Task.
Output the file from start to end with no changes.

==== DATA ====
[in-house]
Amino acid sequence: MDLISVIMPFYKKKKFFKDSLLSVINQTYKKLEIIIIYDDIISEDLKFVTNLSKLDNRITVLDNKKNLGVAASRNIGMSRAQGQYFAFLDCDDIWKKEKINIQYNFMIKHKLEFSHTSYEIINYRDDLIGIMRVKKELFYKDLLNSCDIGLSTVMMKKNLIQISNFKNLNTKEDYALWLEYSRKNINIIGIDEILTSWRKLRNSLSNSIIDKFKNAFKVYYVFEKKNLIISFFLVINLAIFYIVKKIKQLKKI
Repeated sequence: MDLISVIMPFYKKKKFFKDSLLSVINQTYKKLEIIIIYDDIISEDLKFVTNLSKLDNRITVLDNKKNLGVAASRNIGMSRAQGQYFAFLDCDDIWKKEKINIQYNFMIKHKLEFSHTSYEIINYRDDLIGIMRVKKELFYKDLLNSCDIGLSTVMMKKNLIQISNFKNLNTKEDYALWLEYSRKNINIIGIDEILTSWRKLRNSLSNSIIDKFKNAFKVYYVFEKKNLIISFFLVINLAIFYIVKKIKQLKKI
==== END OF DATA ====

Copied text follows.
[in-house]
Amino acid sequence: MDLISVIMPFYKKKKFFKDSLLSVINQTYKKLEIIIIYDDIISEDLKFVTNLSKLDNRITVLDNKKNLGVAASRNIGMSRAQGQYFAFLDCDDIWKKEKINIQYNFMIKHKLEFSHTSYEIINYRDDLIGIMRVKKELFYKDLLNSCDIGLSTVMMKKNLIQISNFKNLNTKEDYALWLEYSRKNINIIGIDEILTSWRKLRNSLSNSIIDKFKNAFKVYYVFEKKNLIISFFLVINLAIFYIVKKIKQLKKI
Repeated sequence: MDLISVIMPFYKKKKFFKDSLLSVINQTYKKLEIIIIYDDIISEDLKFVTNLSKLDNRITVLDNKKNLGVAASRNIGMSRAQGQYFAFLDCDDIWKKEKINIQYNFMIKHKLEFSHTSYEIINYRDDLIGIMRVKKELFYKDLLNSCDIGLSTVMMKKNLIQISNFKNLNTKEDYALWLEYSRKNINIIGIDEILTSWRKLRNSLSNSIIDKFKNAFKVYYVFEKKNLIISFFLVINLAIFYIVKKIKQLKKI